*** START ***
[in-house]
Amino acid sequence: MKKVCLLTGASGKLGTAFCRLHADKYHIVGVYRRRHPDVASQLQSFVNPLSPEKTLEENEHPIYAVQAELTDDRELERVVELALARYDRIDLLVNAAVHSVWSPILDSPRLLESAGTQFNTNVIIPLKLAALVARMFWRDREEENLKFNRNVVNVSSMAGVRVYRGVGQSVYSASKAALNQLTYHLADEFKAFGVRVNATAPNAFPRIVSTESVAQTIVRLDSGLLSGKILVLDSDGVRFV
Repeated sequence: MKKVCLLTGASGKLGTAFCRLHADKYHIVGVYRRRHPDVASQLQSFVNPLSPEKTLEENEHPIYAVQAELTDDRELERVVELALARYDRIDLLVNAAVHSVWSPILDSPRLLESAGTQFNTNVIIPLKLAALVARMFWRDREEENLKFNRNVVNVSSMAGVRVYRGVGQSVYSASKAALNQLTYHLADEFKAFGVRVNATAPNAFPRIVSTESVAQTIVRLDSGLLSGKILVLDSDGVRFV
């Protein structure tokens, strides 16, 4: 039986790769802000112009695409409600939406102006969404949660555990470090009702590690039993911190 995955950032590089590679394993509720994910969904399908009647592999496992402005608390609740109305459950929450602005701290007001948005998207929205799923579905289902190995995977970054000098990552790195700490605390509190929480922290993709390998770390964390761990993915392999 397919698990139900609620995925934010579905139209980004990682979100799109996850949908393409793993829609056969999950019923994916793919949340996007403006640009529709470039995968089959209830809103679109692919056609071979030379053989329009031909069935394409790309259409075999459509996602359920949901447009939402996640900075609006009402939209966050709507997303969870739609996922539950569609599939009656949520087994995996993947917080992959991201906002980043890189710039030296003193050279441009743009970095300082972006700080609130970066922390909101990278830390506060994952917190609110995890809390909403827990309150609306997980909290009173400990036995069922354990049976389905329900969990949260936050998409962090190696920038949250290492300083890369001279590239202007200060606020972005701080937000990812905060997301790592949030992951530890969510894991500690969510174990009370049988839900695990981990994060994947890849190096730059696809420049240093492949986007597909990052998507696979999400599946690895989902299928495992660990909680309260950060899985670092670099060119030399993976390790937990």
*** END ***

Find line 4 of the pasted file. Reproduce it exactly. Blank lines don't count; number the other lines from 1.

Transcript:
């Protein structure tokens, strides 16, 4: 039986790769802000112009695409409600939406102006969404949660555990470090009702590690039993911190 995955950032590089590679394993509720994910969904399908009647592999496992402005608390609740109305459950929450602005701290007001948005998207929205799923579905289902190995995977970054000098990552790195700490605390509190929480922290993709390998770390964390761990993915392999 397919698990139900609620995925934010579905139209980004990682979100799109996850949908393409793993829609056969999950019923994916793919949340996007403006640009529709470039995968089959209830809103679109692919056609071979030379053989329009031909069935394409790309259409075999459509996602359920949901447009939402996640900075609006009402939209966050709507997303969870739609996922539950569609599939009656949520087994995996993947917080992959991201906002980043890189710039030296003193050279441009743009970095300082972006700080609130970066922390909101990278830390506060994952917190609110995890809390909403827990309150609306997980909290009173400990036995069922354990049976389905329900969990949260936050998409962090190696920038949250290492300083890369001279590239202007200060606020972005701080937000990812905060997301790592949030992951530890969510894991500690969510174990009370049988839900695990981990994060994947890849190096730059696809420049240093492949986007597909990052998507696979999400599946690895989902299928495992660990909680309260950060899985670092670099060119030399993976390790937990």